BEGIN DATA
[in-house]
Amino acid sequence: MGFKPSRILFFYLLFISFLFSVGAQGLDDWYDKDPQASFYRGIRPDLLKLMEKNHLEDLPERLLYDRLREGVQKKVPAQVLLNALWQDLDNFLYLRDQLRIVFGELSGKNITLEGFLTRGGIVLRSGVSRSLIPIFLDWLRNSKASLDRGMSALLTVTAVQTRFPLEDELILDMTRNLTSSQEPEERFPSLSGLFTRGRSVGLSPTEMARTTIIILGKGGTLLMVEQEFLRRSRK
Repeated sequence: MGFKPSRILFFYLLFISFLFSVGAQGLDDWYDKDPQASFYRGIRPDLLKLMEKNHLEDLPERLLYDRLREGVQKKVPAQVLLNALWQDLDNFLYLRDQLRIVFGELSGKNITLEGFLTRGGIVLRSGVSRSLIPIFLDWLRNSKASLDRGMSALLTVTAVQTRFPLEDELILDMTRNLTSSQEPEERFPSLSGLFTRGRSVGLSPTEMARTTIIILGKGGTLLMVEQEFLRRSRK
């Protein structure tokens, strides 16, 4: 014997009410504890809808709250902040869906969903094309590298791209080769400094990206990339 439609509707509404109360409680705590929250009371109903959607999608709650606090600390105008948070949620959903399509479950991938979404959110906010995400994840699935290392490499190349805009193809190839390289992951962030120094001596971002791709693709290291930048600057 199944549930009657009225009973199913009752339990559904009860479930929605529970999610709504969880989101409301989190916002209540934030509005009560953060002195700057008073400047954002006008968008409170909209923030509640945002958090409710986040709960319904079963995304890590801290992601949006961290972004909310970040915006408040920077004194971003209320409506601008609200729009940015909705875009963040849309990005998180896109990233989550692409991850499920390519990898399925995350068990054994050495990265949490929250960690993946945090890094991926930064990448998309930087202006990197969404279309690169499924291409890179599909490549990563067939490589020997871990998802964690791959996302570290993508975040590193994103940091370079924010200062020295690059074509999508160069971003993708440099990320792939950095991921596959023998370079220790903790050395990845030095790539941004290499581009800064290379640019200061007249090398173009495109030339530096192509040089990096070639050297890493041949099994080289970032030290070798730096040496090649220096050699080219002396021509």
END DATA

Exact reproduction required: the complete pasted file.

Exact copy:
[in-house]
Amino acid sequence: MGFKPSRILFFYLLFISFLFSVGAQGLDDWYDKDPQASFYRGIRPDLLKLMEKNHLEDLPERLLYDRLREGVQKKVPAQVLLNALWQDLDNFLYLRDQLRIVFGELSGKNITLEGFLTRGGIVLRSGVSRSLIPIFLDWLRNSKASLDRGMSALLTVTAVQTRFPLEDELILDMTRNLTSSQEPEERFPSLSGLFTRGRSVGLSPTEMARTTIIILGKGGTLLMVEQEFLRRSRK
Repeated sequence: MGFKPSRILFFYLLFISFLFSVGAQGLDDWYDKDPQASFYRGIRPDLLKLMEKNHLEDLPERLLYDRLREGVQKKVPAQVLLNALWQDLDNFLYLRDQLRIVFGELSGKNITLEGFLTRGGIVLRSGVSRSLIPIFLDWLRNSKASLDRGMSALLTVTAVQTRFPLEDELILDMTRNLTSSQEPEERFPSLSGLFTRGRSVGLSPTEMARTTIIILGKGGTLLMVEQEFLRRSRK
């Protein structure tokens, strides 16, 4: 014997009410504890809808709250902040869906969903094309590298791209080769400094990206990339 439609509707509404109360409680705590929250009371109903959607999608709650606090600390105008948070949620959903399509479950991938979404959110906010995400994840699935290392490499190349805009193809190839390289992951962030120094001596971002791709693709290291930048600057 199944549930009657009225009973199913009752339990559904009860479930929605529970999610709504969880989101409301989190916002209540934030509005009560953060002195700057008073400047954002006008968008409170909209923030509640945002958090409710986040709960319904079963995304890590801290992601949006961290972004909310970040915006408040920077004194971003209320409506601008609200729009940015909705875009963040849309990005998180896109990233989550692409991850499920390519990898399925995350068990054994050495990265949490929250960690993946945090890094991926930064990448998309930087202006990197969404279309690169499924291409890179599909490549990563067939490589020997871990998802964690791959996302570290993508975040590193994103940091370079924010200062020295690059074509999508160069971003993708440099990320792939950095991921596959023998370079220790903790050395990845030095790539941004290499581009800064290379640019200061007249090398173009495109030339530096192509040089990096070639050297890493041949099994080289970032030290070798730096040496090649220096050699080219002396021509």